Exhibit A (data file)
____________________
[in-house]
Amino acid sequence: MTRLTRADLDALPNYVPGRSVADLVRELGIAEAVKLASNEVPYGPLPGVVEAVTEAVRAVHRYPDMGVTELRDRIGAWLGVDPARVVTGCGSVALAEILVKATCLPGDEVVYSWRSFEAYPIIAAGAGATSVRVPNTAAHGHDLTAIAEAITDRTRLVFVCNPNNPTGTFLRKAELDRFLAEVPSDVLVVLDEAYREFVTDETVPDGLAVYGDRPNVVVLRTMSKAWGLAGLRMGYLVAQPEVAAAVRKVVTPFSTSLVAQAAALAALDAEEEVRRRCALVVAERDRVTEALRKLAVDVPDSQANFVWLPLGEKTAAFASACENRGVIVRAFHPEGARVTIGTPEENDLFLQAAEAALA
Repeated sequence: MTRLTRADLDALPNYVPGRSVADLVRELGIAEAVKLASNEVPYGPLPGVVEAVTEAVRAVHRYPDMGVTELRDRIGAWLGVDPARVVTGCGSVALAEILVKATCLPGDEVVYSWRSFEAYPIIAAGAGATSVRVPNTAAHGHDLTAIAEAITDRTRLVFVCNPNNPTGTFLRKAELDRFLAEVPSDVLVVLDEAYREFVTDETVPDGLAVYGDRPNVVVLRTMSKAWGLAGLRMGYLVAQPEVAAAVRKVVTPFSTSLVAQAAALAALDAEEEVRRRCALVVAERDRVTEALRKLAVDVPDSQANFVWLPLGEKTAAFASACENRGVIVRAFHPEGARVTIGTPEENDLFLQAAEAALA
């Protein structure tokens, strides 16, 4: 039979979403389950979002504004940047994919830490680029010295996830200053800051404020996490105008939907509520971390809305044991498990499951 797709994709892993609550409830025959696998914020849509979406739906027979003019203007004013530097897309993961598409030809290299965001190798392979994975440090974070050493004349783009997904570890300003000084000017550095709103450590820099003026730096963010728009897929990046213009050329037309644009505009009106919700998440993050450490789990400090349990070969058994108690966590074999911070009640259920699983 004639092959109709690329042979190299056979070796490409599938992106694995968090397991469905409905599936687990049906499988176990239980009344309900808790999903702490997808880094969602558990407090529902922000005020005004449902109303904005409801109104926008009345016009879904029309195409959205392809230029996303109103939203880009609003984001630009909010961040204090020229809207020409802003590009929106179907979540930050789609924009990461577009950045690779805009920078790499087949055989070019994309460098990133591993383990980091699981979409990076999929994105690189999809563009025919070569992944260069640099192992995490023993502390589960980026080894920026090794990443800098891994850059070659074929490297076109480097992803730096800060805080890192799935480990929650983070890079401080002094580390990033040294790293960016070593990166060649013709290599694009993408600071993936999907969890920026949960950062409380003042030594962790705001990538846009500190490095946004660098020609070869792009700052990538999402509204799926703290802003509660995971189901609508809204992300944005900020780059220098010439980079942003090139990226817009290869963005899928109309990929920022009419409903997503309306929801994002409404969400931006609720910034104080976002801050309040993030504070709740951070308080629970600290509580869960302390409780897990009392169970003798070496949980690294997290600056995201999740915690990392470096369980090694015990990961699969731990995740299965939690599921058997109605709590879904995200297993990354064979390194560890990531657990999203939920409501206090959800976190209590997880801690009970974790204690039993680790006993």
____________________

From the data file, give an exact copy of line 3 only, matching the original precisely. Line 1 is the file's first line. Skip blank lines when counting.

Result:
Repeated sequence: MTRLTRADLDALPNYVPGRSVADLVRELGIAEAVKLASNEVPYGPLPGVVEAVTEAVRAVHRYPDMGVTELRDRIGAWLGVDPARVVTGCGSVALAEILVKATCLPGDEVVYSWRSFEAYPIIAAGAGATSVRVPNTAAHGHDLTAIAEAITDRTRLVFVCNPNNPTGTFLRKAELDRFLAEVPSDVLVVLDEAYREFVTDETVPDGLAVYGDRPNVVVLRTMSKAWGLAGLRMGYLVAQPEVAAAVRKVVTPFSTSLVAQAAALAALDAEEEVRRRCALVVAERDRVTEALRKLAVDVPDSQANFVWLPLGEKTAAFASACENRGVIVRAFHPEGARVTIGTPEENDLFLQAAEAALA